Mweka celebrates 60 years with symposium

ARUSHA: TOURISM and conservation stakeholders have been urged to use the results of the various conservation as well as wildlife management research to improve sectors’ well-being.

The Deputy Minister for Natural Resources and Tourism Mr Dunstan Kitandula said when opening the International Symposium on 60 years of Wildlife Conservation in Africa held in Moshi, Kilimanjaro that College of African Wildlife Management Mweka (CAWM Mweka) throughout the years has conducted various research that contributed greatly to the welfare of the country’s economy.

“The issue of conservation is very important for the national economy; you cannot talk about reliable electricity, productive agriculture without having well-protected water sources”, he said.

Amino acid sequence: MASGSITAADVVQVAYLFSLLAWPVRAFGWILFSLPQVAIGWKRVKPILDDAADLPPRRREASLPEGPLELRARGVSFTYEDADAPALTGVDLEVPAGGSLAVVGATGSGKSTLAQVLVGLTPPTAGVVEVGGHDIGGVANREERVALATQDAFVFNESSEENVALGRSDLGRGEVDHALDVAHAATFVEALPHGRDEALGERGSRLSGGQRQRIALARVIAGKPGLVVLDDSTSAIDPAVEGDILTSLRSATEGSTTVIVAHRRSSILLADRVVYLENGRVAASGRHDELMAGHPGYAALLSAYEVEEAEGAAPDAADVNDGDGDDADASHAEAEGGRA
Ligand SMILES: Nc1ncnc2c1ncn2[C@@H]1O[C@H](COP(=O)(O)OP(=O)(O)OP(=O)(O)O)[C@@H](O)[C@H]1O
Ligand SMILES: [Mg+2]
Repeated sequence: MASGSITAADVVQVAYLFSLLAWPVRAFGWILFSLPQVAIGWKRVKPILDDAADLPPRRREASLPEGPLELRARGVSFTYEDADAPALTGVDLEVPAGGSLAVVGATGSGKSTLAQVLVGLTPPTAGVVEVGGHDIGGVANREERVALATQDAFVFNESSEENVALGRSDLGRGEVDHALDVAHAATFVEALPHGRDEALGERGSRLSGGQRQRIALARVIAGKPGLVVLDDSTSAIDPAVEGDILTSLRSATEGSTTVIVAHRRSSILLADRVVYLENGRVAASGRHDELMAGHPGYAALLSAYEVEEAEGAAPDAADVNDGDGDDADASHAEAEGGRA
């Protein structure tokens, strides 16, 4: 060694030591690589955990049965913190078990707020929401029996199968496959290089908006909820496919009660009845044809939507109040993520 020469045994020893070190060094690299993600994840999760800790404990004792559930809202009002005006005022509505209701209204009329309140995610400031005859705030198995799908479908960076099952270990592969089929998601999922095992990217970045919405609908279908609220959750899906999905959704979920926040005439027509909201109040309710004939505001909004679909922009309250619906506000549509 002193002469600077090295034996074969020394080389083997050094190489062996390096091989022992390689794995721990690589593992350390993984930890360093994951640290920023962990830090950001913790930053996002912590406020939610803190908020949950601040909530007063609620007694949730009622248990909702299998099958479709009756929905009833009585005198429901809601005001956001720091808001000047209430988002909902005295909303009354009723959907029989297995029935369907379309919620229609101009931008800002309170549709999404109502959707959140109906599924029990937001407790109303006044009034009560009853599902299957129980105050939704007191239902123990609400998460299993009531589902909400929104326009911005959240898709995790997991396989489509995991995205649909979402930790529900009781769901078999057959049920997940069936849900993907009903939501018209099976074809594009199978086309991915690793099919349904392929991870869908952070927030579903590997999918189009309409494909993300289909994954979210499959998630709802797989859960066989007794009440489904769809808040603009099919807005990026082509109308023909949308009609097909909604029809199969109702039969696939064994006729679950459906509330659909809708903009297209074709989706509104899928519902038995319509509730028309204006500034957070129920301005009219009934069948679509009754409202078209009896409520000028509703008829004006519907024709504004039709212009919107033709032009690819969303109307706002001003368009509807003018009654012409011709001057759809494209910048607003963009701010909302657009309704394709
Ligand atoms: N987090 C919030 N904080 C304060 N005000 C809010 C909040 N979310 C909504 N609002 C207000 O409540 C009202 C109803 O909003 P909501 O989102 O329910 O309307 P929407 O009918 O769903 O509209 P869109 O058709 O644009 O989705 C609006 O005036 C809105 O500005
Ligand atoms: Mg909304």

The CAWM-Mweka Rector Prof Jafari Kideghesho said has trained over 11,000 graduates from 28 African and 26 overseas countries in six decades and now is the center of excellence for wildlife training in Eastern and Southern Africa.

“These graduates have greatly contributed to the presence of various researchers in the field of conservation and wildlife management in and outside the country,” Prof Kideghesho said.

The students included those from Australia, the United Kingdom, Scandinavian countries, Asia, South Africa, West Africa and East Africa countries.

Earlier, the CAWM-Mweka Deputy Rector (Academic, Research and Consultancy) Prof Alex Kisingo said one of the achievements of the college was the discovery of a new type of pollinator bee Lasioglosum Meruraptor in Arumeru district in Arusha and a new type of a wild cat—African golden cat in Minziro Nature Forest Reserve, in Kagera.

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